The nine song collection from singer, songwriter, and guitarist Robert “Freightrain” Parker, Outside Ourselves, is an excellent release for this Buffalo, New York based performer and his second release. Parker has garnered awards and critical acclaim so far for his potent brand of Americana but he’s a risk taker as well far from content regurgitating cookie cutter roots music for a modern audience. Instead, he’s successfully revamped time tested styles for his own use and surrounds himself with a high level of instrumental acumen. These are accessible yet challenging compositions and Parker’s voice and lyrical inventiveness gives them a quality you will not readily discover amongst his peers. Parker and his release Outside Ourselves is a cut above.
It begins in surprising fashion with the instrumental “Elijah”. It’s an eight minute showcase that comes together rather artfully following a diffuse, thoughtful introduction. The careful orchestration of various musical threads never suffers from the lack of lyrics or a traditional vocal; instead, there’s ample melodicism here to enchant listeners and hold their attention for nearly ten minutes. It’s a remarkably laid back way to begin Outside Ourselves. Blues makes its presence felt with the second song “Better Man” and the pensive, gentle vocal swell from Parker’s voice invests the song’s fine lyrics with even deeper layers of meaning. The lead guitar work is never ostentatious and artfully punctuates the song without ever being heavy handed.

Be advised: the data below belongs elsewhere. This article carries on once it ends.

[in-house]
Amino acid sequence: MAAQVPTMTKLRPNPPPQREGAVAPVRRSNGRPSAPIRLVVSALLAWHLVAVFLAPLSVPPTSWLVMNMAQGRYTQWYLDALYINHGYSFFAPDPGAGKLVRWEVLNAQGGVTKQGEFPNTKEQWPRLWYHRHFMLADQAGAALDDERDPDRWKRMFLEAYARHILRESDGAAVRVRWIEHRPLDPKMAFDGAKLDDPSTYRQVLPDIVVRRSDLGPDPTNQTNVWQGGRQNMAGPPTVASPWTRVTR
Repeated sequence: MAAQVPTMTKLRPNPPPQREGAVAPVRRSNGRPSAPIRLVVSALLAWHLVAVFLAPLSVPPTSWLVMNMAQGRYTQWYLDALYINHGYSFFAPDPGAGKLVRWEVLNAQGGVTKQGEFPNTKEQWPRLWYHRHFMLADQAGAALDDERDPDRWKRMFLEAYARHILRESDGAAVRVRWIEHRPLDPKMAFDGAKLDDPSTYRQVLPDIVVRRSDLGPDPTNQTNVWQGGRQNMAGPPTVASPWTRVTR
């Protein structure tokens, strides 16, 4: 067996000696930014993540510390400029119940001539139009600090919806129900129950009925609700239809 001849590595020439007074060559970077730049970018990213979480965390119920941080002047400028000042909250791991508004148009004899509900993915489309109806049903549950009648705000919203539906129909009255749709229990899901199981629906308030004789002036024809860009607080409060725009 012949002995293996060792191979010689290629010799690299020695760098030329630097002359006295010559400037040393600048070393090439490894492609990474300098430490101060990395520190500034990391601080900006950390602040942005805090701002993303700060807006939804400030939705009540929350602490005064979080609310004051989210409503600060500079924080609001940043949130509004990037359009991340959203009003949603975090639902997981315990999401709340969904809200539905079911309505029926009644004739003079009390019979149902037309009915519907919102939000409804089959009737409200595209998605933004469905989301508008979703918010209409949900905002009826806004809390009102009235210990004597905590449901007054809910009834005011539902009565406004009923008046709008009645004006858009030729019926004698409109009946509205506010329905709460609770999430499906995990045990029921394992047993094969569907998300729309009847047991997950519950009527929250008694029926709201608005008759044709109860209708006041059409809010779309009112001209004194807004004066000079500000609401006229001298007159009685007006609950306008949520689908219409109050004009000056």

The album’s title song foregoes the blues trappings of “Better Man” in favor of stylized soul with a handful of blues flourishes courtesy of guitar underlying the song. It has a tempered sense of urgency, but the steady press of the rhythm section keeps things moving forward in a direct way and the vocal harmonies peppering the song will linger with listeners. “Don’t Stop the Music” will clearly get over with live audiences in a big way – it’s uptempo, but never too rushed, and has percolating qualities not shared by the earlier songs. It’s a more funk vein, as well, but never in a false or unconvincing way.
“Dark Season Blues” has a mid-tempo saunter from the outset and strong organ accompaniment running throughout, but the drumming is particularly stunning for the simple and dependable way it sets a tone for the entire performance. It definitely checks all the required boxes for a blues tune, but the light touch exhibited by Parker and his band mates prevents this from ever sounding clichéd. Instead, it comes off as nuanced, tasteful, and thoughtful. “I Still Believe” breaks out the funk in a way the earlier “Don’t Stop the Music” never dared and it’s particularly notable for Parker’s vocals and the able support he receives from the song’s backing singers. Few releases in recent memory come close to achieving the seamless stylishness you’ll hear from Robert “Freightrain” Parker’s Outside Ourselves and, if nothing else, illustrates Parker’s comfort with surprising his audience. It’s never paint by numbers and the first class musicians alongside him for this project help him realize the album’s artistic ambitions without ever straining for effect.